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Kompost Kids Vie for National Prize


Diverting organic materials from landfills consumes Kompost Kids volunteers. The group hopes to ramp up efforts and is vying for a national prize to help.

Over the last five years, Kompost Kids have convinced neighborhood restaurants and cafés to sort and save their “compostables”; in turn volunteers fetch the stuff. They’ve also partnered to set up a dozen community compost sites around the Milwaukee area.

Outpost Natural Foods in Bay View is a new partner. That’s where I find compost hauler Mike Collins. He’s eager to get a move on,; he has 23 more pick ups ahead of him, but pauses to report today’s volume to Outpost sustainability manager Jessy Servi.

Today’s total comes to 1,500 pounds.

Servi, who is just digging into the compost initiative, is ecstatic with the results –– this is just the second pick-up from their central kitchen. She says diverting food stuff from landfill topped her sustainability list......

“Being a grocery store, our value base is on sustainable agriculture and supporting farms. It just didn’t make sense that we were sending our food waste to the landfill.”

She says the tricky part was putting the pieces together.

”it took several months of exploring different options before Kompost Kids and I came to a place where we had a program that would work because Kompost Kids was just kicking off their “post pilot consumer program.

Their what? Melissa Tashjian steps in to explain. She’s Kompost Kids volunteer director – and look out – she’s about to try to convert the “not yet enlightened” – at lightening speed.

“Pre-consumer” includes vegetable waste. Anything that has not yet hit the plate of the customer, Tashjian adds, while post consumer....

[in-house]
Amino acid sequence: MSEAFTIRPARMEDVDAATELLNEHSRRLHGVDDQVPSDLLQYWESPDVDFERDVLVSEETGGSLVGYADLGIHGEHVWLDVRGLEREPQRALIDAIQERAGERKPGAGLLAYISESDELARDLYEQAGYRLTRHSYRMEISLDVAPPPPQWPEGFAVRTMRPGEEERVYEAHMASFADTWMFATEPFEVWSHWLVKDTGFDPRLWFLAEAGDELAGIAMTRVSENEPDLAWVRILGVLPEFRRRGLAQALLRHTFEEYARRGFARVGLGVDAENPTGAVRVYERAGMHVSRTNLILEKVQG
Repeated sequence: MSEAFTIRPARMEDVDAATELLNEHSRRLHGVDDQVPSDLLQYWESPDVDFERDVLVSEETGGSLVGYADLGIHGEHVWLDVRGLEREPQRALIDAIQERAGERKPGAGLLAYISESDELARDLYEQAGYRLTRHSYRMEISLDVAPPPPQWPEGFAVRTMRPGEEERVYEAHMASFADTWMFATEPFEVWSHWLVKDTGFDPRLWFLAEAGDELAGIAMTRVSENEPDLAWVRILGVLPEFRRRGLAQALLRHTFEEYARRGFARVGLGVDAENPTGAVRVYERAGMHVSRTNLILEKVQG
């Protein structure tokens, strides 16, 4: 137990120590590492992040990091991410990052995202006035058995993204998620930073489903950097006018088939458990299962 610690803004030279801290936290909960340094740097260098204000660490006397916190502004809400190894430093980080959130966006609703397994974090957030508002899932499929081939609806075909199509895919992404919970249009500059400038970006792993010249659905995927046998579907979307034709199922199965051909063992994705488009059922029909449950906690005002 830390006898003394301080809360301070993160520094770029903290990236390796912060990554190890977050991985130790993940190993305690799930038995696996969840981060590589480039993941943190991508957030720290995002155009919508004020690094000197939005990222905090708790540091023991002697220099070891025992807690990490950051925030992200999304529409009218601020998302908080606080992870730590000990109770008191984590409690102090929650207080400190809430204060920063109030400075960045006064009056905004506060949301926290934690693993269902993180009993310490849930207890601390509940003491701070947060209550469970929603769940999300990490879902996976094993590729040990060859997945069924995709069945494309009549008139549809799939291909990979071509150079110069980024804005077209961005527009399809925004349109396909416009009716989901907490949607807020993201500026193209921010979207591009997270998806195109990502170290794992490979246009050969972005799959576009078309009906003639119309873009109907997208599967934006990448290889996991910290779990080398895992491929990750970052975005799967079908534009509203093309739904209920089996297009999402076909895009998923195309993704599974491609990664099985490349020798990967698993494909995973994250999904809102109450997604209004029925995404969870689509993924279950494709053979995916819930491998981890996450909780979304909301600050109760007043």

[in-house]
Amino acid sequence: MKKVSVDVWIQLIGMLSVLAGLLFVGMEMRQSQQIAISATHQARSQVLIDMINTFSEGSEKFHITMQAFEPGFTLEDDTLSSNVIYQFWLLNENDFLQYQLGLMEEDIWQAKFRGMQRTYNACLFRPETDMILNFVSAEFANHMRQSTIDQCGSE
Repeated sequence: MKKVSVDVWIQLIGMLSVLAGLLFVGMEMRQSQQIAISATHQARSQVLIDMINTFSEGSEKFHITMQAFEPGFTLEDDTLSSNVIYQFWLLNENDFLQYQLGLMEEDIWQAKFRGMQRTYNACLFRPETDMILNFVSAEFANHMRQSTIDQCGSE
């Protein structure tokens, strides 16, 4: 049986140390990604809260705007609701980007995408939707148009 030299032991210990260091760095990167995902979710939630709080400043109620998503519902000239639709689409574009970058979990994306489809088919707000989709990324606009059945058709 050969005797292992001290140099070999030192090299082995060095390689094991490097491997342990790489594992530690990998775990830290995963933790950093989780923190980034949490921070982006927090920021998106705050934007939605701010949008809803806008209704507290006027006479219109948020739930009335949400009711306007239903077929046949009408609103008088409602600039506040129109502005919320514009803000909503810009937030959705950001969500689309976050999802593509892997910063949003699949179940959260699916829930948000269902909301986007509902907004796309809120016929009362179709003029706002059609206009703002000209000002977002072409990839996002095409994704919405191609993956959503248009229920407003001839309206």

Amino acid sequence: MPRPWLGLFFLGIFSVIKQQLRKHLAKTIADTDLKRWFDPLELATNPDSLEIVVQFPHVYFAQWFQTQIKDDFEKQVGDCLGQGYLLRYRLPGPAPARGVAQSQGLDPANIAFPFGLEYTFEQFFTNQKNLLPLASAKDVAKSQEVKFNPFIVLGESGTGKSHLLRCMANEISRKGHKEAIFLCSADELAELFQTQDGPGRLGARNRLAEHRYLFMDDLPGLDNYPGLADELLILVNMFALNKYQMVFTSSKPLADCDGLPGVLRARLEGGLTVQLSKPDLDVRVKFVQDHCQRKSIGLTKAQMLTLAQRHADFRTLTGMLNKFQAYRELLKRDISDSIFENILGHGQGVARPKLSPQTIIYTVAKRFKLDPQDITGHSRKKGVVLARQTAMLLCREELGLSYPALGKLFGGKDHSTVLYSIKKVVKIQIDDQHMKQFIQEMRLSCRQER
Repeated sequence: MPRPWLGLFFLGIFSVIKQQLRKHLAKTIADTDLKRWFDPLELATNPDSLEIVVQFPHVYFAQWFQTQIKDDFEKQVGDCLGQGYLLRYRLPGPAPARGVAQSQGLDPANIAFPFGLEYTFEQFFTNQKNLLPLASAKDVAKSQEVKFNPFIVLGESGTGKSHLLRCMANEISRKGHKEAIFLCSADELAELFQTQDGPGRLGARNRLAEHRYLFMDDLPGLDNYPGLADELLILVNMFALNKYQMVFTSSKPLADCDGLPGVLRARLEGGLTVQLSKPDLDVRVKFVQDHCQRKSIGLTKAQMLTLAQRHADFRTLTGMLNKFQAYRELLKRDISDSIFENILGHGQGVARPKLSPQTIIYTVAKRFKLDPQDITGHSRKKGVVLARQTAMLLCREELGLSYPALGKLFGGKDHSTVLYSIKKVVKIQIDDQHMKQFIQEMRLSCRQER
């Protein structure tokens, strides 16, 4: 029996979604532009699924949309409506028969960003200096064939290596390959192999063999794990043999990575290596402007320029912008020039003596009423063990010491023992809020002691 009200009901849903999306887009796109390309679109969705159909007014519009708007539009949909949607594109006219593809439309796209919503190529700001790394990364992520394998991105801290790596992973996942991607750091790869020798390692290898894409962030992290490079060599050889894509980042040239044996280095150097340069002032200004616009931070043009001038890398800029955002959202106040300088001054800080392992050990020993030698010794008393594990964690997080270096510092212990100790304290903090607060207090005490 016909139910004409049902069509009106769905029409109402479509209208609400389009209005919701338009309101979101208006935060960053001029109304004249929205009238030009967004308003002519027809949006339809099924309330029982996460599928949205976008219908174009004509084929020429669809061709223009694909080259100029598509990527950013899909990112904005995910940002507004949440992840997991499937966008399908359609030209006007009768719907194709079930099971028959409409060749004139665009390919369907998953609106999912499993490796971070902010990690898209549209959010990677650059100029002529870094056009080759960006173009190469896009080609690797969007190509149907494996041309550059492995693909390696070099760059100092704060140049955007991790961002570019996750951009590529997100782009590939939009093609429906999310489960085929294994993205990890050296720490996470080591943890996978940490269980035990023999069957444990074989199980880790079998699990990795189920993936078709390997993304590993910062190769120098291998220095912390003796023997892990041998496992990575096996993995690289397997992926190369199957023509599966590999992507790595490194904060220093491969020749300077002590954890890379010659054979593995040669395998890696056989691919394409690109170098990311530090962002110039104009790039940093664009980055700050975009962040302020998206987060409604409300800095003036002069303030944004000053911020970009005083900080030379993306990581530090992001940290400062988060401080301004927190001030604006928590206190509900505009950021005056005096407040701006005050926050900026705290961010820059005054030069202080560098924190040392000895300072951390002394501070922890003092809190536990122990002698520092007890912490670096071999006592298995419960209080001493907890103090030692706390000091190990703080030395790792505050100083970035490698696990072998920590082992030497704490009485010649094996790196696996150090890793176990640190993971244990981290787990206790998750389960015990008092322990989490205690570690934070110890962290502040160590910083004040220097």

“It’s like pizza crust, things along that lines; it’s meat, dairy – things that we wouldn’t usually be able to take when composting at our different garden sites.”

Tashjian says when properly handled and “heated” all of the “stuff” serves as perfectly good fodder for luscious soil, but the “post consumer” leftovers

“We don’t want it in our community sites because it can draw unnecessary animals and draw pathogens if you can’t maintain the proper level of hit .”

Kompost Kids’ plan tackles that obstacle through collaboration with firms both local and international.

That’s where Mike the trucker comes in; he’s a driver for a Canadian-based company called Sanimax, which is delivering Outpost’s materials to a southeastern Wisconsin partner, called the Farms Compost in Caledonia. The commercial composting facility is family-owned and DNR approved. Tashjian says compost there is cooked to perfection.

“And then we in turn as Kompost Kids get a percentage of finished product returned to us which we can then donate to community gardens.”

Tashjian calls the arrangement a “win win” in her group’s goal to divert materials from landfills. One nagging wrinkle remains.

Right now Outpost on Kinnickinnic is the only business who has jumped aboard the pre and post consumer compost bandwagon, and Jessy Servi admits her business is paying more – at least at the start – than it does for regular trash pickup.....

“But keeping it out of the landfill – the methane gas – is a big factor for sure, and it’s also really building healthy soil, I think that’s a huge benefit to what we’re doing. We deplete the soil so much through our regular agricutulral systems and through construction and building. So this is a way for us to build healthy soil for good food for the future.”

Melissa Tashjian realizes lots of “enlightening” lies ahead. She says a company with a sustainability manager – like Outpost – represents the low-hanging fruit in her business. Tashjian is hopeful that Kompost Kids might collect enough votes in a contest sponsored by Tom’s of Maine to win a 10-thousand dollar grant, which they’d use to bring other restaurants on board in their post-consumer compost efforts:

She says the grant would be frugally parceled off to pay for the little extra restaurants would dole out in pick up fees.

$10,000 prize or not, Kompost Kids is aiming high. It hopes to mobilize restaurants within its earshot to divert 80 percent of their waste from landfills and into creating soil.

Susan Bence entered broadcasting in an untraditional way. After years of avid public radio listening, Susan returned to school and earned a bachelor's degree in Journalism from the University of Wisconsin-Milwaukee. She interned for WUWM News and worked with the Lake Effect team, before being hired full-time as a WUWM News reporter / producer.